Saturday, March 24, 2007
E-Doris Gertrude Hamblin
My Mom's Mom, Grandma Hamblin passed away yesterday. Being 95 and living in Ontario meant that we didn't have a lot of contact with her, but she will be missed nonetheless. Grandma Hamblin was one of my only real contact's with the roots of our country. To me, she was the classic Canadian matriarch. Polite, trustworthy, respectful, and quiet. When she had a job to do, she would do it well and without a fuss. Whether it was raising her own family, running a well tended household, or entertaining a grandson visiting Toronto for a week, Doris was always polite and unassuming- a classic Canadian role model. Because of her reserved stoic, nature, it was difficult for me to really know what excited or displeased her. She was just too damn polite to say anything! The only exception I can think of was her passion for the Maple Leafs. She was no rabid fan painting her face Blue and White- she was much too subtle for that. However, I couldn't help but notice how she would time meals to end just before the game started. I have a pretty strong recollection of heading down to the basement and catching a few minutes of Jeopardy before getting to watch to Buds lose another game. Now that pastime takes some real stoicism!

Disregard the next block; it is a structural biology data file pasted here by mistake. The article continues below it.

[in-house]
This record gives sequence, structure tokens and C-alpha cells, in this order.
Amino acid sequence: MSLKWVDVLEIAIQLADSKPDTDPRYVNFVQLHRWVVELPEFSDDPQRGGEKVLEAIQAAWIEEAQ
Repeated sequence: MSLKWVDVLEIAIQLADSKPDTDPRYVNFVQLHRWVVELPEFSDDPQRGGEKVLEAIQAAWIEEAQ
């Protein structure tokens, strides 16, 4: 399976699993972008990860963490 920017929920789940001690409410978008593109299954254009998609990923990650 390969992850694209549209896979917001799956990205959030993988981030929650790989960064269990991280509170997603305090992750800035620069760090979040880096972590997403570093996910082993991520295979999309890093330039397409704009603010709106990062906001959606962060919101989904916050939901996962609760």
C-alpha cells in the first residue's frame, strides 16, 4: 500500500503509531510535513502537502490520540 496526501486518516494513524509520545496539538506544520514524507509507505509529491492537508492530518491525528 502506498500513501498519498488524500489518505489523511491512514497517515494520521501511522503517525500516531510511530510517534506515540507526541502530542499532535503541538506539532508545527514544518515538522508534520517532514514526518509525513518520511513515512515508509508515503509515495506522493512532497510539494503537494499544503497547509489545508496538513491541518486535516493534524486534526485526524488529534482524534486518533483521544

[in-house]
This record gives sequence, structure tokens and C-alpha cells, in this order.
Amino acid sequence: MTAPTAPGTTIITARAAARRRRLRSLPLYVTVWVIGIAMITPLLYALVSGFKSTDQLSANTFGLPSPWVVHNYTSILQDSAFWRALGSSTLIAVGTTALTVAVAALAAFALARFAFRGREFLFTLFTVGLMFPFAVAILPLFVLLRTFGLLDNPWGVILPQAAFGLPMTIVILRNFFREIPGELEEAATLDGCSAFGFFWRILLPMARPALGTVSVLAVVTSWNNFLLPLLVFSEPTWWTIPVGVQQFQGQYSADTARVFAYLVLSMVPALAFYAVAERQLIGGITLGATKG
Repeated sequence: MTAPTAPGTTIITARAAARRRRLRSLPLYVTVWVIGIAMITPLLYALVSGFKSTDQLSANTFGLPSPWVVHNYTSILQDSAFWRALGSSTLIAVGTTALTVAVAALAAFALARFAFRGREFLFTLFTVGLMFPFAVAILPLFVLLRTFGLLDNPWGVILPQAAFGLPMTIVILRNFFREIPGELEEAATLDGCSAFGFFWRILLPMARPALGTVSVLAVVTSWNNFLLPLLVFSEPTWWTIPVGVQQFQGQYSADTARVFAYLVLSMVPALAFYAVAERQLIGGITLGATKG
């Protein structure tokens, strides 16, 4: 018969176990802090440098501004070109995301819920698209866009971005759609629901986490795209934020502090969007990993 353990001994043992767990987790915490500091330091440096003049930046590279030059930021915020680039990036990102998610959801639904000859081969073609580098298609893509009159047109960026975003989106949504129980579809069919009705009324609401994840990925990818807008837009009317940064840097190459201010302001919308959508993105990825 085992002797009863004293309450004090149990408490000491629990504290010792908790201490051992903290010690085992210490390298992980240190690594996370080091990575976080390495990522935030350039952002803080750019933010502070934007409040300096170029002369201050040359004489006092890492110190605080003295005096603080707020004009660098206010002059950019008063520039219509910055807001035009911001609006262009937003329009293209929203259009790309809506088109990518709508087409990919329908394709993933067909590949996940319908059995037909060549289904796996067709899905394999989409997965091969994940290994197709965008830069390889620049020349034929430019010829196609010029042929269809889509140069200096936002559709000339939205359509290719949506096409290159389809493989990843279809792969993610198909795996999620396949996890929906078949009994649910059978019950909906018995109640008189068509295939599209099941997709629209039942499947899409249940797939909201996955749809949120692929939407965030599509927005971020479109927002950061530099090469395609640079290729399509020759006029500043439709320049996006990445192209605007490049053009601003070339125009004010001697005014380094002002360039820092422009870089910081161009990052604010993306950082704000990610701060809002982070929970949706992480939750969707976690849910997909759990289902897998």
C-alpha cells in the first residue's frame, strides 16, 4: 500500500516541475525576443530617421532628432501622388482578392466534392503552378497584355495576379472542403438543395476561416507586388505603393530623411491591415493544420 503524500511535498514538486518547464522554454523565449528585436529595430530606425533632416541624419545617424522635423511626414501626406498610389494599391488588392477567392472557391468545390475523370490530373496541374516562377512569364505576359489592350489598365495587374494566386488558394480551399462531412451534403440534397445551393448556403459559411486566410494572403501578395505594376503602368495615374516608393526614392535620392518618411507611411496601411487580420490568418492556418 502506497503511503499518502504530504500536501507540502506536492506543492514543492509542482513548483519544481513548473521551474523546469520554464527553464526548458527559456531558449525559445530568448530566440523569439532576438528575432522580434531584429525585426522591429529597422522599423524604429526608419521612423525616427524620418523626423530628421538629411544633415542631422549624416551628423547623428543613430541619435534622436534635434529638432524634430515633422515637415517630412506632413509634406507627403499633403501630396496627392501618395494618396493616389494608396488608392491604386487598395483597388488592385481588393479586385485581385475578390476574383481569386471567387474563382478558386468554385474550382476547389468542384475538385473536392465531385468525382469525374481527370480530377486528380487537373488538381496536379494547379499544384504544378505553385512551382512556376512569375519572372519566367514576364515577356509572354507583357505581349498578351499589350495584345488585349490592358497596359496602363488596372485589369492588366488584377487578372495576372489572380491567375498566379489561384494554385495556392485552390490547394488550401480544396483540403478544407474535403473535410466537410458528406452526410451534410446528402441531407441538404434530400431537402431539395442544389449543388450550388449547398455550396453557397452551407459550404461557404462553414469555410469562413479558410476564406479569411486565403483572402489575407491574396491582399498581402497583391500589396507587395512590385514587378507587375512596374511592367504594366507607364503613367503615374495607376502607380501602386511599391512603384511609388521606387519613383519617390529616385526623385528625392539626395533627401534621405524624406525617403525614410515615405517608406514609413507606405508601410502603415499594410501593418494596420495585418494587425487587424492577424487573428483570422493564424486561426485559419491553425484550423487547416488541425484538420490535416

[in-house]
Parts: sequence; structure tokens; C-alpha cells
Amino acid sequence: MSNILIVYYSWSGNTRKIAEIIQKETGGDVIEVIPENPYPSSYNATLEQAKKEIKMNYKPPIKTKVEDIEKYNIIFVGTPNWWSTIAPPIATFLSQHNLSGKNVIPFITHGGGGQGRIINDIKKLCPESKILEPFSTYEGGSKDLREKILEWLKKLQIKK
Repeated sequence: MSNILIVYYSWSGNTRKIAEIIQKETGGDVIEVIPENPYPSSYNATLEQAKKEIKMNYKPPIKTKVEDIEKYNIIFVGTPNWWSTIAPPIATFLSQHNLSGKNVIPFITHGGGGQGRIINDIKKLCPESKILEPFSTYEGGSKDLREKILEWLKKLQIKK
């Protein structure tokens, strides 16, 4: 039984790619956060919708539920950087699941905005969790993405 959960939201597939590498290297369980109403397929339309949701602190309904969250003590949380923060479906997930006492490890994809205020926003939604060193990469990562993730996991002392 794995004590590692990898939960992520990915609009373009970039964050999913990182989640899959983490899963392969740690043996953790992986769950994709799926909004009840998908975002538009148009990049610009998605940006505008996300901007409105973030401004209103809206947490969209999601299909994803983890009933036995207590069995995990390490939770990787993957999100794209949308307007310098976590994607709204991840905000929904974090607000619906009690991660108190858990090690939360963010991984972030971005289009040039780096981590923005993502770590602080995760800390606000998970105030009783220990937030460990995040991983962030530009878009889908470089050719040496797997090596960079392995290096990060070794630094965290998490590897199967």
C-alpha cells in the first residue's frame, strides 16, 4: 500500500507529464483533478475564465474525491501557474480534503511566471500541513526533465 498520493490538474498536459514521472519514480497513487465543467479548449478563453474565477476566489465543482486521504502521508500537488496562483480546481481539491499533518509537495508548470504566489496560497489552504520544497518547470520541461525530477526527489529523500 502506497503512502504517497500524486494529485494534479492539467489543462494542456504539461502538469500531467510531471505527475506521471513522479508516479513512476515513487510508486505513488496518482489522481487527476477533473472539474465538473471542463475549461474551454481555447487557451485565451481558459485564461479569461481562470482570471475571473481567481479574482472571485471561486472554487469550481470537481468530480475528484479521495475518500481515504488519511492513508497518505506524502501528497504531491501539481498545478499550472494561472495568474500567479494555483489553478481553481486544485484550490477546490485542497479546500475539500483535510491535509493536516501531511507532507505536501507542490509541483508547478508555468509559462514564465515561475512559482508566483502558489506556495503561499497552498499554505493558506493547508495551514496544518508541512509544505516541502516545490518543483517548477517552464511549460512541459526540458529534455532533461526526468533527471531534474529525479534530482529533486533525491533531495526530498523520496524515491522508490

With the passing of my self described "Classic Canadian Matriarchal Grandmother", it got me thinking about how much the country has changed in her life time, and under what different circumstances we are raising our children. Doris grew up on a farm in Ontario with 6 older and 2 younger siblings. She had none of the conveniences that we have today and yet lived a life rich in family, friends and nature. It sometimes seems to me that all of our so-called time saving devices and "improvements" of modern living actually move us further from these ideals. However, I also see how lucky I am to grow up in a time and place where every one's uniqueness is valued and cultivated, instead of stifled. I would have really liked to know more about Doris' passions, quirks and eccentricities that lay buried under the surface.